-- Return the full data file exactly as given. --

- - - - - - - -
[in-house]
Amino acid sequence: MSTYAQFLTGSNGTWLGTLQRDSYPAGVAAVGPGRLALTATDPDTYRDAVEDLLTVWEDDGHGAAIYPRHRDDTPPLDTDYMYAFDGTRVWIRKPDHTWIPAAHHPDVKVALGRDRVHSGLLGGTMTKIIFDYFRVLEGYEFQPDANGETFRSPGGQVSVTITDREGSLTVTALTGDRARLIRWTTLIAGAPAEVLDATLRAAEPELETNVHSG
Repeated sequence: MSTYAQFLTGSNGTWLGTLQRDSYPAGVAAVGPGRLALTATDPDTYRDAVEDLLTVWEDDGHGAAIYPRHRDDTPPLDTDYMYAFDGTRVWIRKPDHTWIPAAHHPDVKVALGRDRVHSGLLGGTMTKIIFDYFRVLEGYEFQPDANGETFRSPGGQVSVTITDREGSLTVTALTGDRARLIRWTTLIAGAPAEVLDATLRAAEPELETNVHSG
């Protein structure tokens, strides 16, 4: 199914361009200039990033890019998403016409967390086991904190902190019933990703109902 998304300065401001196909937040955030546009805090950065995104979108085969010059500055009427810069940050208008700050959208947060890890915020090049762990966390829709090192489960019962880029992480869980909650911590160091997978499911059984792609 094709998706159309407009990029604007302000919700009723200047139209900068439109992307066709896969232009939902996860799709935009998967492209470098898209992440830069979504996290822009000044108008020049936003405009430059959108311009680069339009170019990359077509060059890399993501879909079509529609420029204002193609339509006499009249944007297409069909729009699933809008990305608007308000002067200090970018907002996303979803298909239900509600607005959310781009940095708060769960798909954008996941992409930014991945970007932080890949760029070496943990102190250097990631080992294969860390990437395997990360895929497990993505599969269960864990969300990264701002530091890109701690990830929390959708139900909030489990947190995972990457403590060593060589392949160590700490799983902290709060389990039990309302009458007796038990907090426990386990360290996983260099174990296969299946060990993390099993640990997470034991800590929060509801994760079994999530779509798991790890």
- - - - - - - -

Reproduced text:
[in-house]
Amino acid sequence: MSTYAQFLTGSNGTWLGTLQRDSYPAGVAAVGPGRLALTATDPDTYRDAVEDLLTVWEDDGHGAAIYPRHRDDTPPLDTDYMYAFDGTRVWIRKPDHTWIPAAHHPDVKVALGRDRVHSGLLGGTMTKIIFDYFRVLEGYEFQPDANGETFRSPGGQVSVTITDREGSLTVTALTGDRARLIRWTTLIAGAPAEVLDATLRAAEPELETNVHSG
Repeated sequence: MSTYAQFLTGSNGTWLGTLQRDSYPAGVAAVGPGRLALTATDPDTYRDAVEDLLTVWEDDGHGAAIYPRHRDDTPPLDTDYMYAFDGTRVWIRKPDHTWIPAAHHPDVKVALGRDRVHSGLLGGTMTKIIFDYFRVLEGYEFQPDANGETFRSPGGQVSVTITDREGSLTVTALTGDRARLIRWTTLIAGAPAEVLDATLRAAEPELETNVHSG
């Protein structure tokens, strides 16, 4: 199914361009200039990033890019998403016409967390086991904190902190019933990703109902 998304300065401001196909937040955030546009805090950065995104979108085969010059500055009427810069940050208008700050959208947060890890915020090049762990966390829709090192489960019962880029992480869980909650911590160091997978499911059984792609 094709998706159309407009990029604007302000919700009723200047139209900068439109992307066709896969232009939902996860799709935009998967492209470098898209992440830069979504996290822009000044108008020049936003405009430059959108311009680069339009170019990359077509060059890399993501879909079509529609420029204002193609339509006499009249944007297409069909729009699933809008990305608007308000002067200090970018907002996303979803298909239900509600607005959310781009940095708060769960798909954008996941992409930014991945970007932080890949760029070496943990102190250097990631080992294969860390990437395997990360895929497990993505599969269960864990969300990264701002530091890109701690990830929390959708139900909030489990947190995972990457403590060593060589392949160590700490799983902290709060389990039990309302009458007796038990907090426990386990360290996983260099174990296969299946060990993390099993640990997470034991800590929060509801994760079994999530779509798991790890």